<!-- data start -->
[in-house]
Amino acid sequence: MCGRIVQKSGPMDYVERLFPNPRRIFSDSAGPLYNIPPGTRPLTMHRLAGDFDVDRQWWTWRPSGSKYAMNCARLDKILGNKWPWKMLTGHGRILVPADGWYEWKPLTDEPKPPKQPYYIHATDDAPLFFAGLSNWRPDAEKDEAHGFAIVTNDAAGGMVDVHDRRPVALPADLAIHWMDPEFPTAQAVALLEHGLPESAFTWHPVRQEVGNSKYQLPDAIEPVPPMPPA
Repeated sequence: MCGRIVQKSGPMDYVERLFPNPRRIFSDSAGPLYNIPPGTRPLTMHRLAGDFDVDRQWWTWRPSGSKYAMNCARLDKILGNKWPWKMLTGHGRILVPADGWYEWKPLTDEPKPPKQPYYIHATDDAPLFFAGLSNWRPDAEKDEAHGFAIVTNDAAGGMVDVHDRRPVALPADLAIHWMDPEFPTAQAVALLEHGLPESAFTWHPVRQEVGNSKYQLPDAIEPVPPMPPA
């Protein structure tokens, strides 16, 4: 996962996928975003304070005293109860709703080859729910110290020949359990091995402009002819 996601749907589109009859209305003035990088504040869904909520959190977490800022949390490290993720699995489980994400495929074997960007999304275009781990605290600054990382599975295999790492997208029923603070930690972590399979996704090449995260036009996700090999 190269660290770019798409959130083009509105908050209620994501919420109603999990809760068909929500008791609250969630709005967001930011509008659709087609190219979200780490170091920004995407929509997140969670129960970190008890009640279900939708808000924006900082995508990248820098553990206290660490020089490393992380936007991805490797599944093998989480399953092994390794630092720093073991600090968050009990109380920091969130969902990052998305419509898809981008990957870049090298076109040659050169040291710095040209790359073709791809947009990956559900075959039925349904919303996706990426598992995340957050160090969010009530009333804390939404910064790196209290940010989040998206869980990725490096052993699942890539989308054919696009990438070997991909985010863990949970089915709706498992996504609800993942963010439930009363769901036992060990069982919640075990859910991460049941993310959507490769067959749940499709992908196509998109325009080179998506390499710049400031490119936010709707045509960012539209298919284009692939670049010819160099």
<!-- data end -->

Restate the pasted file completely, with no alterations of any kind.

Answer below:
[in-house]
Amino acid sequence: MCGRIVQKSGPMDYVERLFPNPRRIFSDSAGPLYNIPPGTRPLTMHRLAGDFDVDRQWWTWRPSGSKYAMNCARLDKILGNKWPWKMLTGHGRILVPADGWYEWKPLTDEPKPPKQPYYIHATDDAPLFFAGLSNWRPDAEKDEAHGFAIVTNDAAGGMVDVHDRRPVALPADLAIHWMDPEFPTAQAVALLEHGLPESAFTWHPVRQEVGNSKYQLPDAIEPVPPMPPA
Repeated sequence: MCGRIVQKSGPMDYVERLFPNPRRIFSDSAGPLYNIPPGTRPLTMHRLAGDFDVDRQWWTWRPSGSKYAMNCARLDKILGNKWPWKMLTGHGRILVPADGWYEWKPLTDEPKPPKQPYYIHATDDAPLFFAGLSNWRPDAEKDEAHGFAIVTNDAAGGMVDVHDRRPVALPADLAIHWMDPEFPTAQAVALLEHGLPESAFTWHPVRQEVGNSKYQLPDAIEPVPPMPPA
């Protein structure tokens, strides 16, 4: 996962996928975003304070005293109860709703080859729910110290020949359990091995402009002819 996601749907589109009859209305003035990088504040869904909520959190977490800022949390490290993720699995489980994400495929074997960007999304275009781990605290600054990382599975295999790492997208029923603070930690972590399979996704090449995260036009996700090999 190269660290770019798409959130083009509105908050209620994501919420109603999990809760068909929500008791609250969630709005967001930011509008659709087609190219979200780490170091920004995407929509997140969670129960970190008890009640279900939708808000924006900082995508990248820098553990206290660490020089490393992380936007991805490797599944093998989480399953092994390794630092720093073991600090968050009990109380920091969130969902990052998305419509898809981008990957870049090298076109040659050169040291710095040209790359073709791809947009990956559900075959039925349904919303996706990426598992995340957050160090969010009530009333804390939404910064790196209290940010989040998206869980990725490096052993699942890539989308054919696009990438070997991909985010863990949970089915709706498992996504609800993942963010439930009363769901036992060990069982919640075990859910991460049941993310959507490769067959749940499709992908196509998109325009080179998506390499710049400031490119936010709707045509960012539209298919284009692939670049010819160099």